Right now, I just want to go back on the road in Europe and America and tour the new album.

(P) © 2018-2019 TABOU1-Mideya

And here are the credits and lyrics for this wonderful project

Bass:                                   Robbie Shakespeare

Drums:                               Leroy “Horsemouth” Wallace

Guitar:                                Earl “Chinna” Smith, Robbie Shakespeare

Keyboards:                        Robbie Lyn

Studio:                               Anchor Recording Studio, Kingston Jamaica,          TABOU1 Studio

Recording engineer:         Delroy “Phatta” Pottinger

Mixing engineer:               Gaylard Bravo, Guillaume Bougard

Mastering:                          François Terrazzoni, Studio Parelies, Paris, France

Musical director:               Robbie Shakespeare

Producer:                           Guillaume Bougard for TABOU1-Mideya

Artwork:                            Laurent Gudin

Photos:                              Cecil Buster, Wonder Knack, Laurent Gudin

Special Thanks:                 Rob Dulcemania for his initial link and continuous support, Cecil Buster @ Junkyard Music Production for his invaluable assistance, Robbie Shakespeare for his time and generosity (+ the freaking awesome music), Robbie Lyn the maestro, Chinna Smith the virtuoso and Horsemouth the Drum Don Gorgon (the nucleus of Jack Ruby’s legendary Black Disciples band, no less), Teacher & Mr. T @

All songs:                           lyrics: Errol Douglas, music: Robert Shakespeare

Published by Funky Gemini Inc. (ASCAP)

© (P) 2019 Mideya

And the lyrics (all songs published by Funky Gemini Inc. (ASCAP))


Broadway Broadway Broadway

Catch me on Broadway


Driving out on the freeway

Heading for the highway

On tha highway heading for



Broadway Broadway Broadway

Here I come, got to take some time

To free our mind, from tha tension

Of life tha surround you

Got to take your baby out to a movie

Or take her for a stage show on

Broadway Broadway Broadway

That the place to be


On Broadway

Tha clown will be there

Joker will be there

Hornman will be there

Bob Marley won’t be there

Peter Tosh won’t be there

Jacob Miller Joseph Hill won’t be there

On Broadway Broadway Broadway

Tha tha place to be

Broadway Broadway

It’s like a home away from home

On Broadway Broadway

It’s like you in another world

When you are on Broadway



Mr. Wicked, Mr. Wicked man

Where you gonna run to

Mr. Wicked, Mr. Wicked man

Where you gonna hide


Selling out your soul to tha devil

To achieve vanity

Making deal with evil

What a high price to pay

Mr. Wicked, Mr. Wicked man

Where you gonna run to

Mr. Wicked, Mr. Wicked man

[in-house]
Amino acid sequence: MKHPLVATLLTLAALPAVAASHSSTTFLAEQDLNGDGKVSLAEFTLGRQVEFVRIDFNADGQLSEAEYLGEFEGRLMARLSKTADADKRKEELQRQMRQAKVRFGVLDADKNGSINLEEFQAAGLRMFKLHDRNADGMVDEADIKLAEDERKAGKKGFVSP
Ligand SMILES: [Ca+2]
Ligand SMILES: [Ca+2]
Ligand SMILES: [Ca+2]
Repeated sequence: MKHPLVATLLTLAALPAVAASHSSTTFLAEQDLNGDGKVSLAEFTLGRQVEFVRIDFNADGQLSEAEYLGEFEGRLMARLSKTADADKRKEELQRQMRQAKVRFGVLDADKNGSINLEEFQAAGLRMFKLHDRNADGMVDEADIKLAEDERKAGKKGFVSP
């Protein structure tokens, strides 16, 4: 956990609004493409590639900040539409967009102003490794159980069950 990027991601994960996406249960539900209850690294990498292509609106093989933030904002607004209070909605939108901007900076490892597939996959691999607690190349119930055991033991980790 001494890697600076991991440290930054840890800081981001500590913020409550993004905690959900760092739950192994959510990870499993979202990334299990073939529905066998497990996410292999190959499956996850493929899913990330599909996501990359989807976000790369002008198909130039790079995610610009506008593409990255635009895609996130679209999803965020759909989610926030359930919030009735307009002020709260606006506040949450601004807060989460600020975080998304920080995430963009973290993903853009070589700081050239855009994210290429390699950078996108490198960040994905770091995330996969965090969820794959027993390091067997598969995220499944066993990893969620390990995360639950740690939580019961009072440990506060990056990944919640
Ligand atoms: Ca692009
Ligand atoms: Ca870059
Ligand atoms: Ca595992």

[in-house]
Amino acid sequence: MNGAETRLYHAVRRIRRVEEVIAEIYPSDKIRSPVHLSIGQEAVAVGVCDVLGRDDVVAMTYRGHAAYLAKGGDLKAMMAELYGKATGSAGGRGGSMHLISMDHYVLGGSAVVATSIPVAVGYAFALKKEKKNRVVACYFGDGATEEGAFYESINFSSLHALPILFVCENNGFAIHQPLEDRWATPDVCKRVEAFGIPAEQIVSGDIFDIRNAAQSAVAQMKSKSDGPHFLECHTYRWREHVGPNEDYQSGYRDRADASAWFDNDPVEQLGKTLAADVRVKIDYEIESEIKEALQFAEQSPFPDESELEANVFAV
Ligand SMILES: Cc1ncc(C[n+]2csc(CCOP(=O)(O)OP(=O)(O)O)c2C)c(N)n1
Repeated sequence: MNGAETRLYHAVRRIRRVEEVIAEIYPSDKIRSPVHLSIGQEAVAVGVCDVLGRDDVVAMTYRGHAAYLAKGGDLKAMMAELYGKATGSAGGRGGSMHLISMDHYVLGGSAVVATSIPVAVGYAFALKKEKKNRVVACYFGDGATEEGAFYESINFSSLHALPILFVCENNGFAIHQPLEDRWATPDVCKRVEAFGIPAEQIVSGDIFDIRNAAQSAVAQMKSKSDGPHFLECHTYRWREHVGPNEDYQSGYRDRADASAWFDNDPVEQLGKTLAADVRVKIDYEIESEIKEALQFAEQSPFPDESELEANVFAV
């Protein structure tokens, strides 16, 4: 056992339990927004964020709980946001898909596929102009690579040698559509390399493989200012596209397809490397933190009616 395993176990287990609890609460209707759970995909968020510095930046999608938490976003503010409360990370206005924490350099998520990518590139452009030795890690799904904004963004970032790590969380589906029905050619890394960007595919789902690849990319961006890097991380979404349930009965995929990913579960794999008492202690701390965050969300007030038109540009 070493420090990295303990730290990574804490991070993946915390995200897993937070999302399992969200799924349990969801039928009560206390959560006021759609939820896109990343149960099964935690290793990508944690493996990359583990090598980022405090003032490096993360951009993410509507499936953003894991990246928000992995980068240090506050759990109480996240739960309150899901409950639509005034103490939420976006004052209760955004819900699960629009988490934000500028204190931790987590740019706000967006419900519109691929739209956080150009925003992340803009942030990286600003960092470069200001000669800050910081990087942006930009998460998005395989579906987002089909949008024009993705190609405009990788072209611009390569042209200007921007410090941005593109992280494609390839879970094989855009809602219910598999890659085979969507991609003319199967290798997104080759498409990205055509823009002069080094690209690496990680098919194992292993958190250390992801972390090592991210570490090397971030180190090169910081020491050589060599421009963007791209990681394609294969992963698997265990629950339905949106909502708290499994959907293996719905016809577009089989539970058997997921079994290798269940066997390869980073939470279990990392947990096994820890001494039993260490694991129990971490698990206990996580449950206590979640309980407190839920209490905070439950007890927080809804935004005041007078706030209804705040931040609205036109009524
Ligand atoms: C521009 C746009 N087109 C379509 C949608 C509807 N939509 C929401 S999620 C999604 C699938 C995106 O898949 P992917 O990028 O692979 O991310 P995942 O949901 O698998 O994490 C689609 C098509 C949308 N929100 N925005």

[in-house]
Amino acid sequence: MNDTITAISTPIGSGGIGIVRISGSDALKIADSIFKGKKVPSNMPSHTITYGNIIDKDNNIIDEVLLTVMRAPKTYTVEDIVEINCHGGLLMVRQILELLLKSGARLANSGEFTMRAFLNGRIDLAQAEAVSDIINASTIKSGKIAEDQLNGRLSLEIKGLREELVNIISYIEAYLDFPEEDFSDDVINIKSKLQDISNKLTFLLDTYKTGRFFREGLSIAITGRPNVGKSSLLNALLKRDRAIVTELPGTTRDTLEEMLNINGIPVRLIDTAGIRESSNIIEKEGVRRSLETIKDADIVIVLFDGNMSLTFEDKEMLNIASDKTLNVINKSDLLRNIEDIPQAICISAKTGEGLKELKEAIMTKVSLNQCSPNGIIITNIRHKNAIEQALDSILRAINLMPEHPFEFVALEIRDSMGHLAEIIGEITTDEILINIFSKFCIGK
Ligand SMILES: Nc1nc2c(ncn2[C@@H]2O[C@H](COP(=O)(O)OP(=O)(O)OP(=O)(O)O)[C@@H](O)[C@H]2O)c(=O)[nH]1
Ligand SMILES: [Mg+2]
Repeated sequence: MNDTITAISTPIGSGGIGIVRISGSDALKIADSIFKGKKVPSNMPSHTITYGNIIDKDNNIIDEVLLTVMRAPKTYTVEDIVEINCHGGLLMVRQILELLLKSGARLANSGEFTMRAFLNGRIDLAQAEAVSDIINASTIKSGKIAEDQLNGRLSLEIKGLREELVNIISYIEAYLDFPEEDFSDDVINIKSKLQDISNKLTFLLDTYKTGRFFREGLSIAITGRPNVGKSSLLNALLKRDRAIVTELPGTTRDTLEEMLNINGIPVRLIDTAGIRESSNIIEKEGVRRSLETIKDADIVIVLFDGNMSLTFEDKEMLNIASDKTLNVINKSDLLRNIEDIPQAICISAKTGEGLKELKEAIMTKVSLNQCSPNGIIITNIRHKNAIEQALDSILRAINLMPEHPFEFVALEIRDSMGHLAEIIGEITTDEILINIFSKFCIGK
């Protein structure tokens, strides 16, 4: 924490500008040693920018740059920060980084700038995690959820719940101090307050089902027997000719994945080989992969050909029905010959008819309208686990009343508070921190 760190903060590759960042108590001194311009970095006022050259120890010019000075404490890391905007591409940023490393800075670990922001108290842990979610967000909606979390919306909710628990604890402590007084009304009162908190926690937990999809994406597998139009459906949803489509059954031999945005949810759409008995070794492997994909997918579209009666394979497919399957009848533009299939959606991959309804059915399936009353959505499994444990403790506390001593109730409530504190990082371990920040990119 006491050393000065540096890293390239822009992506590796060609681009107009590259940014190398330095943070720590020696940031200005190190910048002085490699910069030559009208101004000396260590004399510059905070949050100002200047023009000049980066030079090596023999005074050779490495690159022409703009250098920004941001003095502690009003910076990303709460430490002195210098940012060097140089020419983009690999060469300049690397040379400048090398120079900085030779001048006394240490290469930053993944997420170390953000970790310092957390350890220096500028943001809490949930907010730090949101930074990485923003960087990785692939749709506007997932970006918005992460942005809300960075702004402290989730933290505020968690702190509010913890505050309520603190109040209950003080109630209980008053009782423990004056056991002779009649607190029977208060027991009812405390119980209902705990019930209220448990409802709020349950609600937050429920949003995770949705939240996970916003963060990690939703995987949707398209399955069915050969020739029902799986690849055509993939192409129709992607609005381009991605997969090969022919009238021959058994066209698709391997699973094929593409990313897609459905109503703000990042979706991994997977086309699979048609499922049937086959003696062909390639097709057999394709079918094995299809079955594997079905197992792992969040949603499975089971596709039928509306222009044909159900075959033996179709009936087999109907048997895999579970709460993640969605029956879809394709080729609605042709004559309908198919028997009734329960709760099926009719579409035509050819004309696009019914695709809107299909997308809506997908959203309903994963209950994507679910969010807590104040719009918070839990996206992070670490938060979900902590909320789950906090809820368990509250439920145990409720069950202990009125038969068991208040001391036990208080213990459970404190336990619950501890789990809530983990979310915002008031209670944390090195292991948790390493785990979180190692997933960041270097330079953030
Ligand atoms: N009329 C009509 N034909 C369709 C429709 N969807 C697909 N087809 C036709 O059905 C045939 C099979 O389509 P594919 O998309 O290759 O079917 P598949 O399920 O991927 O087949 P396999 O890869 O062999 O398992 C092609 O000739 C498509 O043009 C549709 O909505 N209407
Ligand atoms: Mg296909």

Where you gonna hide

Mr. Wicked, Mr. Wicked man

Where you gonna run to

And miss Wicked miss Wicked woman

Where you gonna hide

Working negro Mancy

Holding down your brothers and sisters you see

Just to be the cream of tha crop

But you living on borrow time

Jah Jah a go beat you beat you beat you

Mr. Wicked man

Jah Jah a go beat you beat you beat you

Miss Wicked woman

You living on borrow time

And your time is winding out as well

Mr. Wicked, Mr. Wicked man

Where you gonna run to

Mr. Wicked, Mr. Wicked man

Where you gonna hide

Mr. Wicked, Mr. Wicked man

Where you gonna run to

And Miss Wicked, Miss Wicked woman

Where you gonna hide

They shall run to tha rock but

There will be no hiding place

They shall run run, run, run till

They can’t run no more

Mr. Wicked Mr. Wicked man

Where you gonna run to

Mr. Wicked Mr. Wicked man

Where you gonna hide



Mothers crying, children dying

Mothers crying, crying

Inna London city Toronto City

Inna New York City people feel tha pain

Inna London city Toronto City

Inna New York City people feel tha pain

Brothers fighting brothers

Sisters fighting sisters

Because of tha evilous system

Nation fighting against nation

Religion fight against religion because

Of man idea and plan

Inna Bombay City inna Kingston City

Way over in Harlem People crying

Children dying while some while some

Having fun while tha heads of state having fun

People feel tha pain

Want it want it want it want it want it want it want it want it

Cannot get it cannot get it

Hey have it have it have it have it have it have it have it have it

Just don’t waste it a waste it

While tha children crying for something to eat

And tha parents crying cost of living is too high

People feel tha pain

While some having fun

People pay tha price

While some drinking wine

People pay tha price

While some having champagne

People feel tha pain

While some making law

People feel tha pain

I ‘n’ I feel tha pain I ‘n’ I feel tha pain (x4)


Hey Jim

What happen to her men

She got mess up

ha ha

She never listen to mama

She never listen daddy

And now she learn tha way

That’s the only way some people learn

She is only sixteen

And she already have a family

She is facing responsibilities she was not ready for

It blow her mind

It change her ways

She start drink she start smoke

She roam the street at night

Doing all kind of funny things that ant right

Let me tell you about her younger brother

Never listen to daddy

hH never listen to mama